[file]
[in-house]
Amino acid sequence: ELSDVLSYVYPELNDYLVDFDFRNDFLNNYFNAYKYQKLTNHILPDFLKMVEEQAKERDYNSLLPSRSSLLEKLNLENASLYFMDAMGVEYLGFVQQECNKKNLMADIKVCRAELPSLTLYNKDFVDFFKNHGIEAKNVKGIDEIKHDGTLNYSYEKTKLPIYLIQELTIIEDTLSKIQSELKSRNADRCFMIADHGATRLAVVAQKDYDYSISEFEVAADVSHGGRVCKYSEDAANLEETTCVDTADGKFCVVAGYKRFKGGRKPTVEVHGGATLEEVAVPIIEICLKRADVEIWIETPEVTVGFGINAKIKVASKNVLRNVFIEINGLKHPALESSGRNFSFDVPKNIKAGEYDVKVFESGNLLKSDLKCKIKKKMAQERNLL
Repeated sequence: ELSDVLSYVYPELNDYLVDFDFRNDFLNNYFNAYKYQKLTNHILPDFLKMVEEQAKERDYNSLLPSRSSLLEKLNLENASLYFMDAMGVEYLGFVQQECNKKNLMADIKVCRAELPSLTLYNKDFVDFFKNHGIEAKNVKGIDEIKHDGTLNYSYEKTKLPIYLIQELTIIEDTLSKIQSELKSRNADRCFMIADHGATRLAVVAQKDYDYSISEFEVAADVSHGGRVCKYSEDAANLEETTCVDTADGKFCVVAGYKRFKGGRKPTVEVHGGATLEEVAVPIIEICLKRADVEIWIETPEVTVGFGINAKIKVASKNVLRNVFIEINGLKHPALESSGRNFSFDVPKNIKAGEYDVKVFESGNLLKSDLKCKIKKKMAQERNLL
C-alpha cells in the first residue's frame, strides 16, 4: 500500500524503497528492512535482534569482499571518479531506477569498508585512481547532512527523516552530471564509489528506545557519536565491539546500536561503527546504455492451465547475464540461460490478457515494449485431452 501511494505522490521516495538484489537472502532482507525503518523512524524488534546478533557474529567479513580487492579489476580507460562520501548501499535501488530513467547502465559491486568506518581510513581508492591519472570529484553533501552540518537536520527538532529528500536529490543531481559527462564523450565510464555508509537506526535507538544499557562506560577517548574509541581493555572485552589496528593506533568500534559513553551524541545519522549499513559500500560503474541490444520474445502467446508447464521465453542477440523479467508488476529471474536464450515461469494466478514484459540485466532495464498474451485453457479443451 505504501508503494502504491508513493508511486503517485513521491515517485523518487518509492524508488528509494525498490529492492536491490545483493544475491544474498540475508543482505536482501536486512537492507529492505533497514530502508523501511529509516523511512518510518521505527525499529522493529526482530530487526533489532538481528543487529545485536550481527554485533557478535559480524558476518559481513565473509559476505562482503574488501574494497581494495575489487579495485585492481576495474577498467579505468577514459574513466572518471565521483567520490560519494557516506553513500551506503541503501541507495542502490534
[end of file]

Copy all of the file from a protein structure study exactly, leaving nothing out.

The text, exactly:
[in-house]
Amino acid sequence: ELSDVLSYVYPELNDYLVDFDFRNDFLNNYFNAYKYQKLTNHILPDFLKMVEEQAKERDYNSLLPSRSSLLEKLNLENASLYFMDAMGVEYLGFVQQECNKKNLMADIKVCRAELPSLTLYNKDFVDFFKNHGIEAKNVKGIDEIKHDGTLNYSYEKTKLPIYLIQELTIIEDTLSKIQSELKSRNADRCFMIADHGATRLAVVAQKDYDYSISEFEVAADVSHGGRVCKYSEDAANLEETTCVDTADGKFCVVAGYKRFKGGRKPTVEVHGGATLEEVAVPIIEICLKRADVEIWIETPEVTVGFGINAKIKVASKNVLRNVFIEINGLKHPALESSGRNFSFDVPKNIKAGEYDVKVFESGNLLKSDLKCKIKKKMAQERNLL
Repeated sequence: ELSDVLSYVYPELNDYLVDFDFRNDFLNNYFNAYKYQKLTNHILPDFLKMVEEQAKERDYNSLLPSRSSLLEKLNLENASLYFMDAMGVEYLGFVQQECNKKNLMADIKVCRAELPSLTLYNKDFVDFFKNHGIEAKNVKGIDEIKHDGTLNYSYEKTKLPIYLIQELTIIEDTLSKIQSELKSRNADRCFMIADHGATRLAVVAQKDYDYSISEFEVAADVSHGGRVCKYSEDAANLEETTCVDTADGKFCVVAGYKRFKGGRKPTVEVHGGATLEEVAVPIIEICLKRADVEIWIETPEVTVGFGINAKIKVASKNVLRNVFIEINGLKHPALESSGRNFSFDVPKNIKAGEYDVKVFESGNLLKSDLKCKIKKKMAQERNLL
C-alpha cells in the first residue's frame, strides 16, 4: 500500500524503497528492512535482534569482499571518479531506477569498508585512481547532512527523516552530471564509489528506545557519536565491539546500536561503527546504455492451465547475464540461460490478457515494449485431452 501511494505522490521516495538484489537472502532482507525503518523512524524488534546478533557474529567479513580487492579489476580507460562520501548501499535501488530513467547502465559491486568506518581510513581508492591519472570529484553533501552540518537536520527538532529528500536529490543531481559527462564523450565510464555508509537506526535507538544499557562506560577517548574509541581493555572485552589496528593506533568500534559513553551524541545519522549499513559500500560503474541490444520474445502467446508447464521465453542477440523479467508488476529471474536464450515461469494466478514484459540485466532495464498474451485453457479443451 505504501508503494502504491508513493508511486503517485513521491515517485523518487518509492524508488528509494525498490529492492536491490545483493544475491544474498540475508543482505536482501536486512537492507529492505533497514530502508523501511529509516523511512518510518521505527525499529522493529526482530530487526533489532538481528543487529545485536550481527554485533557478535559480524558476518559481513565473509559476505562482503574488501574494497581494495575489487579495485585492481576495474577498467579505468577514459574513466572518471565521483567520490560519494557516506553513500551506503541503501541507495542502490534